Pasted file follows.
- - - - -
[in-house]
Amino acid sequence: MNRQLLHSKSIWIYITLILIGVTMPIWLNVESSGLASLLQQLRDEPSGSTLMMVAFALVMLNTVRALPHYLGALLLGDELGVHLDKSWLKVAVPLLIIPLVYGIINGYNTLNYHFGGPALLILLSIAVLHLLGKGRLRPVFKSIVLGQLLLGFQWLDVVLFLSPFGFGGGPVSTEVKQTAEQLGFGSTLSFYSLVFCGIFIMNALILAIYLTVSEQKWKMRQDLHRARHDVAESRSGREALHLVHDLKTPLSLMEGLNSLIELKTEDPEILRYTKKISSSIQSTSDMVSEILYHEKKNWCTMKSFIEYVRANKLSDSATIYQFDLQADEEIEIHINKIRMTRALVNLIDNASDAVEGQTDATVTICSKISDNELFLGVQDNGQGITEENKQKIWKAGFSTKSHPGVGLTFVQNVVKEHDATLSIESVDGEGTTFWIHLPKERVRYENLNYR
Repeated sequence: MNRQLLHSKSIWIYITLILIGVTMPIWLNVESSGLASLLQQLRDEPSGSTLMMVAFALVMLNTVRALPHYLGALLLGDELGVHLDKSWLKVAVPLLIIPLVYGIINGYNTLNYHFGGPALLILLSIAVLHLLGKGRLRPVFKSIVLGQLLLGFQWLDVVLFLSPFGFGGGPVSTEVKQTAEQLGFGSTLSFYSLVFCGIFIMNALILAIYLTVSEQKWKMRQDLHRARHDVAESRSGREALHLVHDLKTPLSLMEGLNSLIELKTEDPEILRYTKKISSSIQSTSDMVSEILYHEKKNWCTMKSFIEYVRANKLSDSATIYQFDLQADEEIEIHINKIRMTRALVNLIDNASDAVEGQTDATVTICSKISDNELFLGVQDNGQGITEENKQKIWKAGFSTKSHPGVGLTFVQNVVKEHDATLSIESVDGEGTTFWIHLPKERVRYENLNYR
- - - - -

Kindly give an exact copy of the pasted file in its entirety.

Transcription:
[in-house]
Amino acid sequence: MNRQLLHSKSIWIYITLILIGVTMPIWLNVESSGLASLLQQLRDEPSGSTLMMVAFALVMLNTVRALPHYLGALLLGDELGVHLDKSWLKVAVPLLIIPLVYGIINGYNTLNYHFGGPALLILLSIAVLHLLGKGRLRPVFKSIVLGQLLLGFQWLDVVLFLSPFGFGGGPVSTEVKQTAEQLGFGSTLSFYSLVFCGIFIMNALILAIYLTVSEQKWKMRQDLHRARHDVAESRSGREALHLVHDLKTPLSLMEGLNSLIELKTEDPEILRYTKKISSSIQSTSDMVSEILYHEKKNWCTMKSFIEYVRANKLSDSATIYQFDLQADEEIEIHINKIRMTRALVNLIDNASDAVEGQTDATVTICSKISDNELFLGVQDNGQGITEENKQKIWKAGFSTKSHPGVGLTFVQNVVKEHDATLSIESVDGEGTTFWIHLPKERVRYENLNYR
Repeated sequence: MNRQLLHSKSIWIYITLILIGVTMPIWLNVESSGLASLLQQLRDEPSGSTLMMVAFALVMLNTVRALPHYLGALLLGDELGVHLDKSWLKVAVPLLIIPLVYGIINGYNTLNYHFGGPALLILLSIAVLHLLGKGRLRPVFKSIVLGQLLLGFQWLDVVLFLSPFGFGGGPVSTEVKQTAEQLGFGSTLSFYSLVFCGIFIMNALILAIYLTVSEQKWKMRQDLHRARHDVAESRSGREALHLVHDLKTPLSLMEGLNSLIELKTEDPEILRYTKKISSSIQSTSDMVSEILYHEKKNWCTMKSFIEYVRANKLSDSATIYQFDLQADEEIEIHINKIRMTRALVNLIDNASDAVEGQTDATVTICSKISDNELFLGVQDNGQGITEENKQKIWKAGFSTKSHPGVGLTFVQNVVKEHDATLSIESVDGEGTTFWIHLPKERVRYENLNYR